The projection was contained in the fourth Guidance Report on Electric Trucks released by the North American Council for Freight Efficiency.
“In the long run, electric powertrains will dominate the marketplace, but as the transition occurs, some technologies will bridge the present and the future, a period described by NACFE as the ‘messy middle,’” the report said.
Mike Roeth, executive director of NACFE, told a news conference later Tuesday that some of the “messy middle” options will enable a quicker electric future, while others might actually delay it.
For instance, Roeth said, the diesel-electric hybrid powertrain could accelerate full electrification. On the other hand, an expanded use of natural gas will not be so helpful.
Still, Roeth is hopeful of a quicker electric future.
“We have high confidence that in a couple of decades, moving freight with electric or hydrogen fuel cell trucks in a zero-emission mode is very possible, and probable.”
The report said that a future zero-emission freight world will have only electric-based vehicles, powered well-to-wheel from truly renewable sources, such as hydro, solar and wind.
In other findings, the report said:
- North American freight movement is becoming more predictable, with dedicated routes enabled by e-commerce and other technologies, offering better duty cycles for alternative powertrains.
- Each alternative fuel powertrain offers benefits in the short term compared to current diesel, and may have enough duty-cycle scale to offer total cost of ownership and emissions savings.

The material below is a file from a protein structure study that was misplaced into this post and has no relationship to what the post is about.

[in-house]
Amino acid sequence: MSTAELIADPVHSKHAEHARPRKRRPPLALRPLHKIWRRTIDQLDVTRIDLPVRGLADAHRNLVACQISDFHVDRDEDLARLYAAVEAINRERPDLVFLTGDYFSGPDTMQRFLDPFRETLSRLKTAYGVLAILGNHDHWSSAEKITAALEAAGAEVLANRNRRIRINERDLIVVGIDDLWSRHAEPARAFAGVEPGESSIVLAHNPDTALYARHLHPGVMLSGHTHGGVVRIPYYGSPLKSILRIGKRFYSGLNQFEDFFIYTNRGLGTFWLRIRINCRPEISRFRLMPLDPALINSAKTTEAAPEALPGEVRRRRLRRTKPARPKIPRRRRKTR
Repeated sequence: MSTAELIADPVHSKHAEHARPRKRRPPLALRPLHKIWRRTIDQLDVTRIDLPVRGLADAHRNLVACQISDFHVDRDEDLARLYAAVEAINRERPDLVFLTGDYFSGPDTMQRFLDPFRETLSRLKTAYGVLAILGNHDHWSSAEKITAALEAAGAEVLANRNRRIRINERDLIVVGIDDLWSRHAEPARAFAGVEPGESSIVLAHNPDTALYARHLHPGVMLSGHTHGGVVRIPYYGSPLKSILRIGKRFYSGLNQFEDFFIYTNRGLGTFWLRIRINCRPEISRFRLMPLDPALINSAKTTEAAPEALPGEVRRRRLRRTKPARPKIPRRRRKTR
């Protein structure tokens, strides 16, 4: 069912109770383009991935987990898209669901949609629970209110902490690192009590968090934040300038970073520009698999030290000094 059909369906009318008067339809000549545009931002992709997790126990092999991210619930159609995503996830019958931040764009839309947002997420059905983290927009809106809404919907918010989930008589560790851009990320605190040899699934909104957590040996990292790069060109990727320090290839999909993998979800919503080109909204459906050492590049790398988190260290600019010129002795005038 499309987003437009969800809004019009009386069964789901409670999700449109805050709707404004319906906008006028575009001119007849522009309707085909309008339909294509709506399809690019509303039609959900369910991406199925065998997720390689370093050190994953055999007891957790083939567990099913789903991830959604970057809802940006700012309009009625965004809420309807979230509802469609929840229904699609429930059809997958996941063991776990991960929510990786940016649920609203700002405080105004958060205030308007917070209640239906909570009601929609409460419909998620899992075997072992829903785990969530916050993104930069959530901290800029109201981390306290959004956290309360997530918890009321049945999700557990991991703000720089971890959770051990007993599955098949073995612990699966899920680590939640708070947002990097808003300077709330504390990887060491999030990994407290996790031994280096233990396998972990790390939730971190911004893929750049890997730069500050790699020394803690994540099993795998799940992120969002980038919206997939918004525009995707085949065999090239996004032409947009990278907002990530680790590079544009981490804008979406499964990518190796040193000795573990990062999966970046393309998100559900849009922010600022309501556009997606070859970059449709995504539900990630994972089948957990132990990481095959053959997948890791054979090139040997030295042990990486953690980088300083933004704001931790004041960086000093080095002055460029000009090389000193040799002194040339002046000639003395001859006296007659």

- Commercial battery electric vehicles (CBEVs) and fuel cell trucks will be capable of lower total cost of ownership in the 2030 time frame.
- Vehicle specifications will be better optimized for the duty cycle and technology of the first user, limiting the applicability of the equipment for second or third users.
“With growing levels of goods movement and increased pressure for cleaner transport, trucking is facing growing demand for near-zero or zero-emission solutions,” the report said.
“As a result, the list of alternative fuels and related powertrains is growing, and these technologies are beginning to reach the point of production-quality vehicles.”
Roeth urged fleets not to delay engaging with the new technologies.
“By exploring the use of these technologies and adopting where possible, they will help optimize these technologies for their own duty cycles and applications and take advantage of all the benefits of the various choices,” he said.
NACFE is an organization dedicated to improving freight efficiency in North America.
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